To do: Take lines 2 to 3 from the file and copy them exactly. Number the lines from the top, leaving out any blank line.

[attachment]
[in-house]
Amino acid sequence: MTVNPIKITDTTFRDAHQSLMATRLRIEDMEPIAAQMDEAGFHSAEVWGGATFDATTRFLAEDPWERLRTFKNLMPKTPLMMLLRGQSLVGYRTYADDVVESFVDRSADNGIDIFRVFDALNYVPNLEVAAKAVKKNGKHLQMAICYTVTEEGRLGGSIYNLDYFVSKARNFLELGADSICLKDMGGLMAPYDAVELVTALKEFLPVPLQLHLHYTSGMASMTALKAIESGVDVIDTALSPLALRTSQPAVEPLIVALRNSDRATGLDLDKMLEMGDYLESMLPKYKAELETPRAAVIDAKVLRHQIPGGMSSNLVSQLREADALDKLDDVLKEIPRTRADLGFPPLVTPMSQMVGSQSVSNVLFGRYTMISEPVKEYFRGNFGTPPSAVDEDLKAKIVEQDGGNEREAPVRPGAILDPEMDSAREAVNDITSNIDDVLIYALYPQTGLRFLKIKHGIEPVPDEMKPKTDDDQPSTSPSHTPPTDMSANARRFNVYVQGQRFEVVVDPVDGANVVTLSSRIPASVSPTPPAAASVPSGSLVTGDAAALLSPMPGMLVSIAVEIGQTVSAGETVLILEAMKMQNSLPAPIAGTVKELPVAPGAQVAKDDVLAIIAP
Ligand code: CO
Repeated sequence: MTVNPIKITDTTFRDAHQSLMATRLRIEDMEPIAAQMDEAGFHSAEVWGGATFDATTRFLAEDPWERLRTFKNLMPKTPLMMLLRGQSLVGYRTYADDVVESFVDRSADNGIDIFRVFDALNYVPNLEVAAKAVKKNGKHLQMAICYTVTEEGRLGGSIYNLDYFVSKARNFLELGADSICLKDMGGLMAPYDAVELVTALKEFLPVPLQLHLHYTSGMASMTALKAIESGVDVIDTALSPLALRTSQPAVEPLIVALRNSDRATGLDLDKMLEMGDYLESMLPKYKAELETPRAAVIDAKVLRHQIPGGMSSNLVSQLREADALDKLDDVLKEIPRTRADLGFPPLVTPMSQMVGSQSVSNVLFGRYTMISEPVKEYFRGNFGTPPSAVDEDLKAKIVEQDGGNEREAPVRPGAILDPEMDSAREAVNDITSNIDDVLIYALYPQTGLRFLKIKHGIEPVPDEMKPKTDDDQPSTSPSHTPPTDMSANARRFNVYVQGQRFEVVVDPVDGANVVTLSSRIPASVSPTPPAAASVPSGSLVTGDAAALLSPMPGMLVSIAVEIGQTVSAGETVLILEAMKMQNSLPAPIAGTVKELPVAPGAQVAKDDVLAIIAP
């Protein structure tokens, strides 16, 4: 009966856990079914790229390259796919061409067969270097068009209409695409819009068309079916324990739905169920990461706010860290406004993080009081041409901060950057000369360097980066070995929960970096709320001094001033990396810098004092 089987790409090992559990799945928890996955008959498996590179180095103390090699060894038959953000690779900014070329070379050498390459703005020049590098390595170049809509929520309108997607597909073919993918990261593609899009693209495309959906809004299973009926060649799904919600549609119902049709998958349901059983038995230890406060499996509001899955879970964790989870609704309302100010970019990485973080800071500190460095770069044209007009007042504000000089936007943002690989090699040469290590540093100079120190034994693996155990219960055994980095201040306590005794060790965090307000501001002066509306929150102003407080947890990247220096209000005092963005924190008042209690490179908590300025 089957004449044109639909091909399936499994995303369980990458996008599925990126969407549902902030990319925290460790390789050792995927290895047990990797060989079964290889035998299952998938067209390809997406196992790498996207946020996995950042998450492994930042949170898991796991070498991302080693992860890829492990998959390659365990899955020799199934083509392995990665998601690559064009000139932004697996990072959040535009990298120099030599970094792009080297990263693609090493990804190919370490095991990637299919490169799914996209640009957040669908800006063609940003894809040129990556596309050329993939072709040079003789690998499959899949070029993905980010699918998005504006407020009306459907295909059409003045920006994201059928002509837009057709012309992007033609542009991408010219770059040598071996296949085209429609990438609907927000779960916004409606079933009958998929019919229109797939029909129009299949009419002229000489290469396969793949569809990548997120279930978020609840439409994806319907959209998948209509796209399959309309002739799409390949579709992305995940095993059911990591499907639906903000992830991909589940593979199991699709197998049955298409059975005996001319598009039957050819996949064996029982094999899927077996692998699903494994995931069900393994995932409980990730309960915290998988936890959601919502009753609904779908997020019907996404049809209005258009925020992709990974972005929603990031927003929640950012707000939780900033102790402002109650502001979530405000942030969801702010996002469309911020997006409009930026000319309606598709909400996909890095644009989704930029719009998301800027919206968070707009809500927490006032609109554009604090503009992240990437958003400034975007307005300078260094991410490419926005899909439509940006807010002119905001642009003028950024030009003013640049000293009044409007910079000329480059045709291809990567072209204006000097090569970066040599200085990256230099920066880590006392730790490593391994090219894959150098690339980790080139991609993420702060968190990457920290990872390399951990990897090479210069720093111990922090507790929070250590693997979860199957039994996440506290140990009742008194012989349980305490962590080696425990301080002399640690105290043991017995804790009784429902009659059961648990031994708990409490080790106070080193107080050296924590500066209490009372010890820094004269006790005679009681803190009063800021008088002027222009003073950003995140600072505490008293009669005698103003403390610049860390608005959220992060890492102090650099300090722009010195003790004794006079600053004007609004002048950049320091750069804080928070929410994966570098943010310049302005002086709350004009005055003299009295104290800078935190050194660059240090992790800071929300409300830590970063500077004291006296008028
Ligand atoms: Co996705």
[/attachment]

Amino acid sequence: MTVNPIKITDTTFRDAHQSLMATRLRIEDMEPIAAQMDEAGFHSAEVWGGATFDATTRFLAEDPWERLRTFKNLMPKTPLMMLLRGQSLVGYRTYADDVVESFVDRSADNGIDIFRVFDALNYVPNLEVAAKAVKKNGKHLQMAICYTVTEEGRLGGSIYNLDYFVSKARNFLELGADSICLKDMGGLMAPYDAVELVTALKEFLPVPLQLHLHYTSGMASMTALKAIESGVDVIDTALSPLALRTSQPAVEPLIVALRNSDRATGLDLDKMLEMGDYLESMLPKYKAELETPRAAVIDAKVLRHQIPGGMSSNLVSQLREADALDKLDDVLKEIPRTRADLGFPPLVTPMSQMVGSQSVSNVLFGRYTMISEPVKEYFRGNFGTPPSAVDEDLKAKIVEQDGGNEREAPVRPGAILDPEMDSAREAVNDITSNIDDVLIYALYPQTGLRFLKIKHGIEPVPDEMKPKTDDDQPSTSPSHTPPTDMSANARRFNVYVQGQRFEVVVDPVDGANVVTLSSRIPASVSPTPPAAASVPSGSLVTGDAAALLSPMPGMLVSIAVEIGQTVSAGETVLILEAMKMQNSLPAPIAGTVKELPVAPGAQVAKDDVLAIIAP
Ligand code: CO